When one considers what job people hire alcoholic beverages to do, you end up with an interesting bit of calculus:

  1. There’s the effect, of course. Dare we say that people generally like the buzz. So they hire alcohol as what remains a broadly accepted means to that end.
  2. There’s the taste. Beer, wine and spirits — in their own ways — each lend themselves to tasting experiences. They typically boast strong flavors, and different varieties are interesting to explore. People hire alcohol to taste something different, bold and interesting.
  3. There’s the taste in combination with cuisine. Many chefs have designed menus with wine in mind. Increasingly spirits and craft beers, in addition to wine, are the expected liquid accompaniment to food. People hire alcohol because their food has been programmed to go with it.
  4. There’s the oral and manual fixation. People hire alcohol to have something in their hands when socializing.

And then of course there’s what people definitely do not hire alcoholic beverages for:

  • The high sugar content. Most people, Michelob Ultra ads notwithstanding, are not buying alcohol to get their sugar fix.
  • The high calorie count. Relatedly, most people are not hiring alcohol to help them achieve their daily fuel intake.
  • The hangover. Name anyone who enjoys the day after!

Our view is that startups in this category divide along two primary lines. There is a group (the “Mature Pours”), led by Seedlip, that are primarily attempting to create beverages with mature, complex, dynamic flavor profiles that are appealing in both relaxation and culinary settings. There are then companies (the “Good Feels”), exemplified by Caliente, that attempt to do the job of providing a buzz with products that do not contain alcohol.

And so…

When framed in the affirmative, these are beverages that we imagine people will consume in a dinner, after-dinner or festive setting. They will do the job that people need beverages at those times to do. And inasmuch, they will compete directly for spending currently dedicated to both alcoholic AND non-alcoholic beverages.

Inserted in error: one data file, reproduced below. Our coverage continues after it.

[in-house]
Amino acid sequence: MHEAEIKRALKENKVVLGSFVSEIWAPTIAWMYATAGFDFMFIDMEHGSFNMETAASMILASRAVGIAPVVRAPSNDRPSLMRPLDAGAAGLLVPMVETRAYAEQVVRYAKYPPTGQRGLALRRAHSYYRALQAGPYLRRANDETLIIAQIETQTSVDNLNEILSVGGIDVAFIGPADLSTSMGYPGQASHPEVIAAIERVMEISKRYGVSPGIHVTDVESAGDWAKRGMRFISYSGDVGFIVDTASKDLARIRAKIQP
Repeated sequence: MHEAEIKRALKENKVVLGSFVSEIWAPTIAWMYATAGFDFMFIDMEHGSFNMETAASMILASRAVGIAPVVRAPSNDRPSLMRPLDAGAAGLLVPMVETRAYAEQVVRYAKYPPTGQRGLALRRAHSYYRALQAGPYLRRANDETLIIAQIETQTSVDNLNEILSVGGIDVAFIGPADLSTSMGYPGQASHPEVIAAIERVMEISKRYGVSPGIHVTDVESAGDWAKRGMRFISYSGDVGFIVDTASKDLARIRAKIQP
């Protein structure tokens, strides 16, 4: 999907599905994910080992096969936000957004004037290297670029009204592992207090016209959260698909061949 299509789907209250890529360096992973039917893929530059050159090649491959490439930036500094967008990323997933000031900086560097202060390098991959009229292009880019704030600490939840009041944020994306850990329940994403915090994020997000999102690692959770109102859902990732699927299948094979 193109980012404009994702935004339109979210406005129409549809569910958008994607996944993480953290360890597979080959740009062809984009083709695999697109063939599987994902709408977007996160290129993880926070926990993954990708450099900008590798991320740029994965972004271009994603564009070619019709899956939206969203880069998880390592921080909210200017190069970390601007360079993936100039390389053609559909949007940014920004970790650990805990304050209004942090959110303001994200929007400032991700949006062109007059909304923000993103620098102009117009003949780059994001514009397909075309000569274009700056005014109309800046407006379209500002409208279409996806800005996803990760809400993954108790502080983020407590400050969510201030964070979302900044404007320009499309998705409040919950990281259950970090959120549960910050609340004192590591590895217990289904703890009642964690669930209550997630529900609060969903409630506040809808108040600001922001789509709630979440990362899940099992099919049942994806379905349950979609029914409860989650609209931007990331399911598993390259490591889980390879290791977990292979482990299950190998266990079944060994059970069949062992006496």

In sizing the opportunity, our survey results suggested that the average consumer who opted in to alcohol alternatives would spend ~$36 annually on products offered by companies in this category. The table below lays out what consumers spend annually on non-alcoholic and alcoholic beverages.

If total spending is $877/person, $36/person is just 4% of the total, far below the percentage of the population who doesn’t drink or doesn’t drink regularly. Herein lies real potential. Yes, today there is realistically a $5–6b market for alcohol replacement startups. But that speaks mostly to the category’s positioning as a ‘replacement.’ The larger opportunity will be achieved through reframing the category in terms of what it is accomplishing, the jobs it is solving and the lack of negative externalities. In that frame, one can redefine the category, and in doing so, grow it significantly.

In considering new approaches to old categories, we often think of Nest and how the thermostat category grew 4x post its introduction. Here, the opportunity is much greater than 4x. It could be 100x.